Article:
On getting her start in the entertainment world… “After high school in Houston, I went to Trinity University for a year and then I finally convinced my dad to let me go follow my passions in New York — with certain rules that I followed, of course. My parents were always worried about me being in the big city, they wanted me right down the street. So I went to New York, started modeling, and that was another whole world. Today, you have to have a manager or an agent to get an audition for something, but back then there were papers called Equity and Backstage that would list what was open. I knew this was the place that would help me have a career.”

On what she bought with her first Charlie’s Angels paycheck… “I still remember it to this day, I bought a Georgian sterling silver tea set for our home. And I still have it sitting on a side board. And I still love it. Home is my favorite place. And if I'm extravagant about anything, it would be things for the home. I'm constantly reinventing my home in a new way.”

On the best money advice she ever received… “My success with Charlie’s Angels didn’t change my perspective on money because I still followed what my parents taught me, especially my dad. He always said, ‘Think ahead. Have backup plans. Surround yourself with wise people.’ That advice stills stays with me today. I invested early on. I was never careless or extravagant when I couldn't be. I didn't live beyond my means.”

On how Charlie’s Angels changed her life… “I think becoming famous for a particular show and becoming a household name can separate you in a way, from life and from your friends. It takes all your anonymity away. People feel they know you intimately and they've never met you. Still, I'm so grateful for that show. That's the bottom line.”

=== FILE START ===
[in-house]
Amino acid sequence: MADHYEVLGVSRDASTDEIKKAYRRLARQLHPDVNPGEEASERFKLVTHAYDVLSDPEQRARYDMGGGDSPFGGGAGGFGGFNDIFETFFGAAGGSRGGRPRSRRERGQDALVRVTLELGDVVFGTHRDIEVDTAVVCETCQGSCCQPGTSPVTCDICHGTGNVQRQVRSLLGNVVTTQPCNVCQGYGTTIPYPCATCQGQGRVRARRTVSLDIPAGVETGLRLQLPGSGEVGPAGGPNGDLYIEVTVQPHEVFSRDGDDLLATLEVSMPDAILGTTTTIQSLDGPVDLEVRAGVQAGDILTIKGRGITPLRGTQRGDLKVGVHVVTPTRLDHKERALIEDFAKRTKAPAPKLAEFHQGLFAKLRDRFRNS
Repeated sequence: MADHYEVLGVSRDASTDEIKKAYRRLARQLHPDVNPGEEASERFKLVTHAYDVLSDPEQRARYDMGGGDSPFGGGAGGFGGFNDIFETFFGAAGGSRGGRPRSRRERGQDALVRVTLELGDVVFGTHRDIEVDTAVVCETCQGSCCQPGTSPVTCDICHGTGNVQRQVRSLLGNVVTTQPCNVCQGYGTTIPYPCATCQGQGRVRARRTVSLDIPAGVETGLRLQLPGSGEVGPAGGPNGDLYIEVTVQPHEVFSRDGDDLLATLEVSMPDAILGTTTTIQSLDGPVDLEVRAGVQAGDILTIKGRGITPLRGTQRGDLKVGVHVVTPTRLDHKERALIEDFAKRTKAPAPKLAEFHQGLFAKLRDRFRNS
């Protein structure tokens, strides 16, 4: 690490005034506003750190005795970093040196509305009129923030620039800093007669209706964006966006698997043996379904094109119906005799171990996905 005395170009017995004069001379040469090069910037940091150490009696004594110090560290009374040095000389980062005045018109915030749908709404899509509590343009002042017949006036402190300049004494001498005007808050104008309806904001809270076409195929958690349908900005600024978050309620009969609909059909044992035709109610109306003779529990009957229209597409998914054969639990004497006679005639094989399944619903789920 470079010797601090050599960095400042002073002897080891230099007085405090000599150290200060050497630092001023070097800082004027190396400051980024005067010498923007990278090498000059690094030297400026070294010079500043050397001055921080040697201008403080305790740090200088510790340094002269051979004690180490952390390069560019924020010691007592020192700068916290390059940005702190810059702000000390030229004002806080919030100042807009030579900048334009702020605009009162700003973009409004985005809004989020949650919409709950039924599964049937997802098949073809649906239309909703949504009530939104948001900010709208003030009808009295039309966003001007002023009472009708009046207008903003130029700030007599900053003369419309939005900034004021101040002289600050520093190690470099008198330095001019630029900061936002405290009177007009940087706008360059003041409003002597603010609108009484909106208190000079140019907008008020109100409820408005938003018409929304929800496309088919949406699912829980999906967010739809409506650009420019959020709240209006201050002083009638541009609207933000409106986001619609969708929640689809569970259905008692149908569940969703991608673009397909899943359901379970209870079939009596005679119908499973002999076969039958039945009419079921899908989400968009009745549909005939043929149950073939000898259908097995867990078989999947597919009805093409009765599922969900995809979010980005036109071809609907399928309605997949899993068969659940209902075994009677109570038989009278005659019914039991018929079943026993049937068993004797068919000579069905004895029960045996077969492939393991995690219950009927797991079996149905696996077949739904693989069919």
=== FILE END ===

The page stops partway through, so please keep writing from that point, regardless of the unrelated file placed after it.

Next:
On how she chooses business opportunities… “I go with what I’m passionate about. And there's a constant exchange with my husband [Brad Allen]. He has an analytical mind and is great at the business part of it. He’s also a pediatric health surgeon, and so he created my skin care line, Jaclyn Smith Beauty. He was able to take what I used for 40 years on my skin and make it better, which is amazing. Every choice is personal, too. I’ve created a line of wigs that I’m very proud of. I've worn wigs throughout my career, like in Jacqueline Bouvier Kennedy and Florence Nightingale. Then, being a breast cancer survivor, I knew the importance of wigs in another way, too.”

 

On the secret to being successful… “I never knew that my career would go down this path. I’m the kind of person who doesn't project. Success is about hard work, doing the homework, and surrounding yourself with strong, talented people. And I’m still working hard at my age. With Charlie's Angels, part of the fun of doing that show was that the girls got along. There was a bond of fun and youthfulness on that show because we didn't know where we were going to end up. That's what made it work. And I think that's what makes business work, too. When you have that kind of freedom, you can fly with it.”

On her go-to splurges…“Definitely purses. I would also say jackets, blouses and sweaters, because I'm always cold. And then in life, I splurge on my home or family events, whether a family trip or an adventure together. It's hard not to buy my granddaughter everything. I have to hold back because my daughter won't allow it. But it's hard not to want to give, give, give.”

 

On the legacy of Charlie’s Angels… Charlie’s Angels will always be a winning concept. There aren’t that many concepts like that in TV and movies that keep getting recreated. It’s a great compliment to our show. Drew [Barrymore] did two films and now Elizabeth Banks is doing it, and I'm sure she has a handle on it. The casting will be important, as well as the bond of the girls. If they stay close to the original, it had a lot of elements that were fun. Our show was escapism. Even the way Aaron Spelling wanted it photographed was bright and cheerful. I think we need more of that.”

On watching re-runs of Charlie’s Angels “They still re-run our show. I haven’t seen it on, but I would watch if I did. People will still come up to me and say, ‘Do you remember this episode or that episode?’ I have all of the DVDs, so I definitely want to show my granddaughter one day.”